Lastly, I'd suggest to the author (as I suggest to all authors) to hit that "preview" button and read each chapter over once before publishing. There were a few mistakes like "the car jumped wordlessly onto the bed" and "Joseph made a mental node" that probably wouldn't be underlined as wrong by a basic word or grammar checker, but a person can pick out easily.
But for all those flaws, the story seems interesting enough to keep me reading.
Give it a shot!
...But with cats! And math!
Lots and lots of math.
But don't worry, the story is separate from the math bits, so you don't have to read each paragraph with a notebook to figure the plot out.
There are also pictures, which frankly make the story 80% better.
So yeah, go read it. It's cute. And you might learn something.
So far there is only one chapter out, but I can already tell that this story will instantly ascend to the rank of "Best Novel Ever" on this site. Yes, that's not a title a novel can have here, but due to the masterful brilliance of this work, it soon will be!
The style is the best I have ever seen! Rather than deal with the simple blue boxes like a peasant, Jonsoon takes a novel and genius approach to show us how everything levels and works. When the first one appeared, I stared in awe and knew that this was at least twenty times better than the normal, plebian box things.
The story hasn't progressed extremely far, due to only one chapter having been realeased, but it is a compelling, fascinating story full of depth and character growth! I believe I can see where Jonsoon is taking this, but that would imply that I am half as intelligent as this author who could teach Einstein himself a thing or two about math. Therefore, I can only hope to expect the unexpected.
Grammar is simply impeccable! There was not a single error in the entire chapter, and I forsee no errors in future chapters, either!!!
As far as characters, they are amazing! Beautiful! Brilliant! But, human, too. Completely relatable in every way. As a female, I 100% relate to everything Stacy is feeling, and feel those things myself when reading the events of the story! I envy her being there, instead of me UwU
I feel obligated to insist that everyone read this story immediately, to not miss out on the euphoria that the words therein give!!!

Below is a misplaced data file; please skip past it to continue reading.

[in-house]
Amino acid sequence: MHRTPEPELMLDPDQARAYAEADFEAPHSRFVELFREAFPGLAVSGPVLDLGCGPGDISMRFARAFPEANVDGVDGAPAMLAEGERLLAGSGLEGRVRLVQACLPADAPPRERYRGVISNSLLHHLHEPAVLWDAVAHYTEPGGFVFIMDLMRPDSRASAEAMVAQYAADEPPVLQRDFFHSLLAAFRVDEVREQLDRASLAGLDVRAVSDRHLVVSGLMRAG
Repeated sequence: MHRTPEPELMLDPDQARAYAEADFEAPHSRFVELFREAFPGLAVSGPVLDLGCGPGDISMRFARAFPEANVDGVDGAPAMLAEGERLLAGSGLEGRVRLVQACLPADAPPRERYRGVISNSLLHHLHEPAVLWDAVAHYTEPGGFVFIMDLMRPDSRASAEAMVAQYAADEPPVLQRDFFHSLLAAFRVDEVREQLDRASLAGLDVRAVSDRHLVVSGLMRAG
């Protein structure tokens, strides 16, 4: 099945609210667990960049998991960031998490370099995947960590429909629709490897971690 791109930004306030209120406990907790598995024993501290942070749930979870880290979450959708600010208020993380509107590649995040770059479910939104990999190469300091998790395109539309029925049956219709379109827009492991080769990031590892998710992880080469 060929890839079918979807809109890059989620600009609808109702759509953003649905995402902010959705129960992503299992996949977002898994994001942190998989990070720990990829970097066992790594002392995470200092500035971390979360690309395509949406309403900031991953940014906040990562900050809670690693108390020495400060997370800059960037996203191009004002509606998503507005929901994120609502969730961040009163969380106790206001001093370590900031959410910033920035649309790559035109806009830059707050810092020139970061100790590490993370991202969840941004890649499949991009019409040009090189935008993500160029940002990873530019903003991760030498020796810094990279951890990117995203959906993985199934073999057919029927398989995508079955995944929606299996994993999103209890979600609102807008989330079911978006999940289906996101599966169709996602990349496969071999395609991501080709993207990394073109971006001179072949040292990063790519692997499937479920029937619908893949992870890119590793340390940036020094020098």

...and then go read trash novel contest story.
In all honesty, this thing's not bad. It has the phrase "a jawline so sharp that they could stab puppies to death" in it, and that should be all I need to tell you about the story.
If that phrase interests you, read the story. If not, you probably have an idea of what you're missing.
Yer basic time loop story.
A dungeon break happened. Zach (after several years) killed the final boss. And for his troubles, he was sent back to the day it all began.
Grammar and style are both good. Sure the MC has all his knowledge, but is back to zero as far as strength goes, and his inner monologue feels very relatable and human.
Give it a read!
As the title of the story says, it is trash.
There is absolutely nothing to recommend in it. It makes no sense. It makes no effort at having decent grammar. It makes no effort to have a plot.
So why, for the love of all that's holy, do I keep reading these chapters???
Have you ever dreamed of reading a story about a young otter selling fish on sticks to foxes in order to win a spot at a festival?!
...Well why not? Granted, that's an oddly specific dream but-
Anyway! Yes! This is a cute story about a young otter, trying to fulfill his dreams of food making for the masses. Doesn't seem particulary heavy, but once in a while a good piece of fluff is what you need, right? Everyone should read it!
(Half a star knocked off for a few typos here and there. Nothing horrible, but the author would benefit from re-reading the story before posting.)